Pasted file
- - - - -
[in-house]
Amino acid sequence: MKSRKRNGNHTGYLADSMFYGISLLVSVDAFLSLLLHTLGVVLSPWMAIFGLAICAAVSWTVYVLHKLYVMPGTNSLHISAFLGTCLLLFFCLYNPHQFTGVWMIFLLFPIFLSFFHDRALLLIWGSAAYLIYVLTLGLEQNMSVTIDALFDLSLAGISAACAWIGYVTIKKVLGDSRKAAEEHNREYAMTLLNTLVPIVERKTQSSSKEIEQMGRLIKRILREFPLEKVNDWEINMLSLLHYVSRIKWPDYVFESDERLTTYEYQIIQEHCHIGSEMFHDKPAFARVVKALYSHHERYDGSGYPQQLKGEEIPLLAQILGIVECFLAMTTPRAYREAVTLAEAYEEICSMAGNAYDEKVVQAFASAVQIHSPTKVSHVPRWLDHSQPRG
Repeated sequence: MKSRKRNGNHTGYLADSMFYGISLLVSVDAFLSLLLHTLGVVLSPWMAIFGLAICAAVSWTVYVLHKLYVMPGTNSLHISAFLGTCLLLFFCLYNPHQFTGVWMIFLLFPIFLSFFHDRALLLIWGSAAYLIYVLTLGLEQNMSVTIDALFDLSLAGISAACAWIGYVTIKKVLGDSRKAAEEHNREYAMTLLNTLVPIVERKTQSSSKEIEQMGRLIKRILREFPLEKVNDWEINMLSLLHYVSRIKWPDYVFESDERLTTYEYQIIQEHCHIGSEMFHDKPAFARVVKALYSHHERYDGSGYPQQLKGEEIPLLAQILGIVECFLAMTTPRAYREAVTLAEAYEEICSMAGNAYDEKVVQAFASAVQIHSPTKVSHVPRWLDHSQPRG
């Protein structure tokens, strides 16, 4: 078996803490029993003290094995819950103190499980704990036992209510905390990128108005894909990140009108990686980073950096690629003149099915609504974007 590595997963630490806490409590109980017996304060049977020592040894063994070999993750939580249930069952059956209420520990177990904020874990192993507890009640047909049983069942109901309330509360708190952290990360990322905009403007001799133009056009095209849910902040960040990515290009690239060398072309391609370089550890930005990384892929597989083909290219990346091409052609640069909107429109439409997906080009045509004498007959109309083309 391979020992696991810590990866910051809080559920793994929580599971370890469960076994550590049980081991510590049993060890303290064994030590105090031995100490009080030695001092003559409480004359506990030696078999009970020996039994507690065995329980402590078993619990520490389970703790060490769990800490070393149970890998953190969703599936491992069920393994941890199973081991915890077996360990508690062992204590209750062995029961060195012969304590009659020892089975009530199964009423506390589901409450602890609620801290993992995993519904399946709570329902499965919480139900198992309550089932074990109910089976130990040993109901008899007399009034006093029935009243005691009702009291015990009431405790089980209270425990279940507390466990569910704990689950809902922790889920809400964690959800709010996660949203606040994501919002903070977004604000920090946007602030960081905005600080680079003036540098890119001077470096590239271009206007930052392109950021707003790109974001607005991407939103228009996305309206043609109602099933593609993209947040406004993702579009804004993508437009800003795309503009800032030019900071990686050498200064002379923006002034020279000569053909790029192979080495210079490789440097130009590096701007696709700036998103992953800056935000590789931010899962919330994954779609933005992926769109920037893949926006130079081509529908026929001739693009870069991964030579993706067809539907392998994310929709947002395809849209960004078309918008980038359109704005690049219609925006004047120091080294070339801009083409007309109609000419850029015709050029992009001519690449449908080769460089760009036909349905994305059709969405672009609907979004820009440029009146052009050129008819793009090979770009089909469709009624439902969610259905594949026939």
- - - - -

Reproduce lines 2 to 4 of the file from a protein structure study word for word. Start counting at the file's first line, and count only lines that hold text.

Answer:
Amino acid sequence: MKSRKRNGNHTGYLADSMFYGISLLVSVDAFLSLLLHTLGVVLSPWMAIFGLAICAAVSWTVYVLHKLYVMPGTNSLHISAFLGTCLLLFFCLYNPHQFTGVWMIFLLFPIFLSFFHDRALLLIWGSAAYLIYVLTLGLEQNMSVTIDALFDLSLAGISAACAWIGYVTIKKVLGDSRKAAEEHNREYAMTLLNTLVPIVERKTQSSSKEIEQMGRLIKRILREFPLEKVNDWEINMLSLLHYVSRIKWPDYVFESDERLTTYEYQIIQEHCHIGSEMFHDKPAFARVVKALYSHHERYDGSGYPQQLKGEEIPLLAQILGIVECFLAMTTPRAYREAVTLAEAYEEICSMAGNAYDEKVVQAFASAVQIHSPTKVSHVPRWLDHSQPRG
Repeated sequence: MKSRKRNGNHTGYLADSMFYGISLLVSVDAFLSLLLHTLGVVLSPWMAIFGLAICAAVSWTVYVLHKLYVMPGTNSLHISAFLGTCLLLFFCLYNPHQFTGVWMIFLLFPIFLSFFHDRALLLIWGSAAYLIYVLTLGLEQNMSVTIDALFDLSLAGISAACAWIGYVTIKKVLGDSRKAAEEHNREYAMTLLNTLVPIVERKTQSSSKEIEQMGRLIKRILREFPLEKVNDWEINMLSLLHYVSRIKWPDYVFESDERLTTYEYQIIQEHCHIGSEMFHDKPAFARVVKALYSHHERYDGSGYPQQLKGEEIPLLAQILGIVECFLAMTTPRAYREAVTLAEAYEEICSMAGNAYDEKVVQAFASAVQIHSPTKVSHVPRWLDHSQPRG
């Protein structure tokens, strides 16, 4: 078996803490029993003290094995819950103190499980704990036992209510905390990128108005894909990140009108990686980073950096690629003149099915609504974007 590595997963630490806490409590109980017996304060049977020592040894063994070999993750939580249930069952059956209420520990177990904020874990192993507890009640047909049983069942109901309330509360708190952290990360990322905009403007001799133009056009095209849910902040960040990515290009690239060398072309391609370089550890930005990384892929597989083909290219990346091409052609640069909107429109439409997906080009045509004498007959109309083309 391979020992696991810590990866910051809080559920793994929580599971370890469960076994550590049980081991510590049993060890303290064994030590105090031995100490009080030695001092003559409480004359506990030696078999009970020996039994507690065995329980402590078993619990520490389970703790060490769990800490070393149970890998953190969703599936491992069920393994941890199973081991915890077996360990508690062992204590209750062995029961060195012969304590009659020892089975009530199964009423506390589901409450602890609620801290993992995993519904399946709570329902499965919480139900198992309550089932074990109910089976130990040993109901008899007399009034006093029935009243005691009702009291015990009431405790089980209270425990279940507390466990569910704990689950809902922790889920809400964690959800709010996660949203606040994501919002903070977004604000920090946007602030960081905005600080680079003036540098890119001077470096590239271009206007930052392109950021707003790109974001607005991407939103228009996305309206043609109602099933593609993209947040406004993702579009804004993508437009800003795309503009800032030019900071990686050498200064002379923006002034020279000569053909790029192979080495210079490789440097130009590096701007696709700036998103992953800056935000590789931010899962919330994954779609933005992926769109920037893949926006130079081509529908026929001739693009870069991964030579993706067809539907392998994310929709947002395809849209960004078309918008980038359109704005690049219609925006004047120091080294070339801009083409007309109609000419850029015709050029992009001519690449449908080769460089760009036909349905994305059709969405672009609907979004820009440029009146052009050129008819793009090979770009089909469709009624439902969610259905594949026939």